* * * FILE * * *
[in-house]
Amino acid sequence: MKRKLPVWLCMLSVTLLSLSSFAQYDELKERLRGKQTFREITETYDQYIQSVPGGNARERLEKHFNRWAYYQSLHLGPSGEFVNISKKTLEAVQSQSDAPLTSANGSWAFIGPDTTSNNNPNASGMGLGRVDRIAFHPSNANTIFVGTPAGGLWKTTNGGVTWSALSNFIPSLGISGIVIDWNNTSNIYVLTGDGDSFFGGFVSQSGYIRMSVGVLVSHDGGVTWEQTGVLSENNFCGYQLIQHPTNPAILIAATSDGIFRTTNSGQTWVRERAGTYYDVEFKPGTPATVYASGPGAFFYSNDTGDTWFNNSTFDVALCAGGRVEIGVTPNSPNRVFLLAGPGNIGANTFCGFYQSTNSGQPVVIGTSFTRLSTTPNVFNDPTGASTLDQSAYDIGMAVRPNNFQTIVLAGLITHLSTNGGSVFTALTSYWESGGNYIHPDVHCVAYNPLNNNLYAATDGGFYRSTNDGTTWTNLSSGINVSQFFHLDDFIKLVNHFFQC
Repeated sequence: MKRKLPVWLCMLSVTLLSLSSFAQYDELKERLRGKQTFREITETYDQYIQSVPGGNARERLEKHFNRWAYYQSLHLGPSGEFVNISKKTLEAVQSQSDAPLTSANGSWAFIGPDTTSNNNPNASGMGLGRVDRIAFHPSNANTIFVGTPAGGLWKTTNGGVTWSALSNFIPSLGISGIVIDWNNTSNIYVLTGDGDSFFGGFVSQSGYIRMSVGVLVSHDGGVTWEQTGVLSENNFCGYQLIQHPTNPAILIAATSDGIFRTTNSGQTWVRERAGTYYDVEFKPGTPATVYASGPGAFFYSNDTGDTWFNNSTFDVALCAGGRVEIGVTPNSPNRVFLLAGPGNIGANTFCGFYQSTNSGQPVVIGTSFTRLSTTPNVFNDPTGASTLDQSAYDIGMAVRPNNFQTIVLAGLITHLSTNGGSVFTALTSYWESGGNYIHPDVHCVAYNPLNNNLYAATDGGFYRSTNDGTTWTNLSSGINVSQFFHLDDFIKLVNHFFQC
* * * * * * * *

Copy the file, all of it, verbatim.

[in-house]
Amino acid sequence: MKRKLPVWLCMLSVTLLSLSSFAQYDELKERLRGKQTFREITETYDQYIQSVPGGNARERLEKHFNRWAYYQSLHLGPSGEFVNISKKTLEAVQSQSDAPLTSANGSWAFIGPDTTSNNNPNASGMGLGRVDRIAFHPSNANTIFVGTPAGGLWKTTNGGVTWSALSNFIPSLGISGIVIDWNNTSNIYVLTGDGDSFFGGFVSQSGYIRMSVGVLVSHDGGVTWEQTGVLSENNFCGYQLIQHPTNPAILIAATSDGIFRTTNSGQTWVRERAGTYYDVEFKPGTPATVYASGPGAFFYSNDTGDTWFNNSTFDVALCAGGRVEIGVTPNSPNRVFLLAGPGNIGANTFCGFYQSTNSGQPVVIGTSFTRLSTTPNVFNDPTGASTLDQSAYDIGMAVRPNNFQTIVLAGLITHLSTNGGSVFTALTSYWESGGNYIHPDVHCVAYNPLNNNLYAATDGGFYRSTNDGTTWTNLSSGINVSQFFHLDDFIKLVNHFFQC
Repeated sequence: MKRKLPVWLCMLSVTLLSLSSFAQYDELKERLRGKQTFREITETYDQYIQSVPGGNARERLEKHFNRWAYYQSLHLGPSGEFVNISKKTLEAVQSQSDAPLTSANGSWAFIGPDTTSNNNPNASGMGLGRVDRIAFHPSNANTIFVGTPAGGLWKTTNGGVTWSALSNFIPSLGISGIVIDWNNTSNIYVLTGDGDSFFGGFVSQSGYIRMSVGVLVSHDGGVTWEQTGVLSENNFCGYQLIQHPTNPAILIAATSDGIFRTTNSGQTWVRERAGTYYDVEFKPGTPATVYASGPGAFFYSNDTGDTWFNNSTFDVALCAGGRVEIGVTPNSPNRVFLLAGPGNIGANTFCGFYQSTNSGQPVVIGTSFTRLSTTPNVFNDPTGASTLDQSAYDIGMAVRPNNFQTIVLAGLITHLSTNGGSVFTALTSYWESGGNYIHPDVHCVAYNPLNNNLYAATDGGFYRSTNDGTTWTNLSSGINVSQFFHLDDFIKLVNHFFQC